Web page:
“Therefore encourage one another and build each other up, just as in fact you are doing.”
1 Thessalonians 5:11
The Apostle Paul was passionate about planting and equipping churches. Even more, he felt protective of them, with a fatherly sense of affection for each. Since his ministry called him to travel, he couldn’t stay to oversee any one church. So, his letters are full of advice about the logistics of running services, as well as foundational teachings about Christian faith.
In his writings. Paul placed a lot of emphasis on relationships between believers. He often reminded his readers that followers of Christ shared a profound bond, and were called to live together in unity of heart and mind.
Paul understood how challenging that call was, though. Living “as one” requires sacrifice, namely as Paul puts it, to think of others above ourselves. That instruction hasn’t gotten any easier over the centuries, has it? I know it goes against my human nature.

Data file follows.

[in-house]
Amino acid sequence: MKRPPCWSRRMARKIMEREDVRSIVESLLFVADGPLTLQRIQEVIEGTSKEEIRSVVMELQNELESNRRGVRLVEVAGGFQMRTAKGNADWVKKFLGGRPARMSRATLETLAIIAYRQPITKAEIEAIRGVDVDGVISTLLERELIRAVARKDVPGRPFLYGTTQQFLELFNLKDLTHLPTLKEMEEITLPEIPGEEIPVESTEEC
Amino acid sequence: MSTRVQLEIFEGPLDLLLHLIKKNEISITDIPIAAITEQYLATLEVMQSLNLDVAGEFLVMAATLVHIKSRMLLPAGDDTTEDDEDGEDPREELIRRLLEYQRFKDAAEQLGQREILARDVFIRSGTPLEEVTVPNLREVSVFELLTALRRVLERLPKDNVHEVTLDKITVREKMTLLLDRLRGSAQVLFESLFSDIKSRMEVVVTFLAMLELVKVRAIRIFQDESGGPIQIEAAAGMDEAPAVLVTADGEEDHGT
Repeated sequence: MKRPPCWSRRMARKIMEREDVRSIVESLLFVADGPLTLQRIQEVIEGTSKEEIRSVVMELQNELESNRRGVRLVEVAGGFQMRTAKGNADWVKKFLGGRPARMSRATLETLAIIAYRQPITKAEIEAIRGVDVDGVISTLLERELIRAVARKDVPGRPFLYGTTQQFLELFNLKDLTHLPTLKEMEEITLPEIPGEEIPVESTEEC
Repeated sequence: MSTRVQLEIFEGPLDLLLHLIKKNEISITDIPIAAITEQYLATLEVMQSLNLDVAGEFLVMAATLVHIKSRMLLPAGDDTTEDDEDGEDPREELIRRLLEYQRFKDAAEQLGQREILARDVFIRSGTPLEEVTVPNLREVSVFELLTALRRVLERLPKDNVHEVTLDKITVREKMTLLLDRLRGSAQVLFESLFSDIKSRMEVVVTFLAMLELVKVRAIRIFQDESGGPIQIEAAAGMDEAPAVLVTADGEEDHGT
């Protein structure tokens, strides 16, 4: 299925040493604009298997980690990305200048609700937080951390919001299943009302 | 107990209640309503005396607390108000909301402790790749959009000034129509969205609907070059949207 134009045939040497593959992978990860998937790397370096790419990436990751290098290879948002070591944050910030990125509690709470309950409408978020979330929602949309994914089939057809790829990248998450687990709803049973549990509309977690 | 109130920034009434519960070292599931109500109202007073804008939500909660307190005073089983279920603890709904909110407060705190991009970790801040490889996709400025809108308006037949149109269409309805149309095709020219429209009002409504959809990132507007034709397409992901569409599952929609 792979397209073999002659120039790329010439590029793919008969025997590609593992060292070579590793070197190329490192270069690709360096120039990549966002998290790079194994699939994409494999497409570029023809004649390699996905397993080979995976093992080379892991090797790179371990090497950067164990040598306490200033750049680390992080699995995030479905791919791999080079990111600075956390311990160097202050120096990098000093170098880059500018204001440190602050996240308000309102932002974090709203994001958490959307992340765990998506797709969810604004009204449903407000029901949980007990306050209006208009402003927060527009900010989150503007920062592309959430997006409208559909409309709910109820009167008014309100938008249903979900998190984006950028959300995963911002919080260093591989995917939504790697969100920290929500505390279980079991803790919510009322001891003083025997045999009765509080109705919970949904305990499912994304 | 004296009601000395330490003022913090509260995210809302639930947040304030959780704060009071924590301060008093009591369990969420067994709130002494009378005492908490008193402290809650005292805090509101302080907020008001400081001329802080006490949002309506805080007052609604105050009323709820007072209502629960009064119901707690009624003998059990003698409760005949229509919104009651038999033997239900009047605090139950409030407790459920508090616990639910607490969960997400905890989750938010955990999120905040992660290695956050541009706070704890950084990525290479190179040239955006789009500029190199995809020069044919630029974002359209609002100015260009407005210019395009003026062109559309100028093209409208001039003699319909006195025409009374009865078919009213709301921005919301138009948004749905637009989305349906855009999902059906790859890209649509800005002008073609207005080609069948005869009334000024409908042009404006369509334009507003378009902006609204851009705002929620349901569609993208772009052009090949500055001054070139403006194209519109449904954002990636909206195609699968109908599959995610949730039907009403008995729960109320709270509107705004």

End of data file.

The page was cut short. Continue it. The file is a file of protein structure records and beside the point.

This verse in Thessalonians is a great way to fix my focus in a better place than my own problems and plans. As soon as I take the time to say something encouraging to another person, I’ve shifted gears – me-centered eases into he/she-centered. Out of that comes a God-centered moment of bonding with that brother or sister.
The change in focus can happen quickly, and when it does, it tends to feed on itself. After reaching out beyond myself once, many times I’ll want to keep it going, and see who else might need encouragement.
I like how the King James translation puts this verse: “comfort yourselves together.” At its best, building others up has a positive effect on the whole community of believers – encouragement, comfort, peace, joy. What if all our churches sought that covenant above any other ministry?
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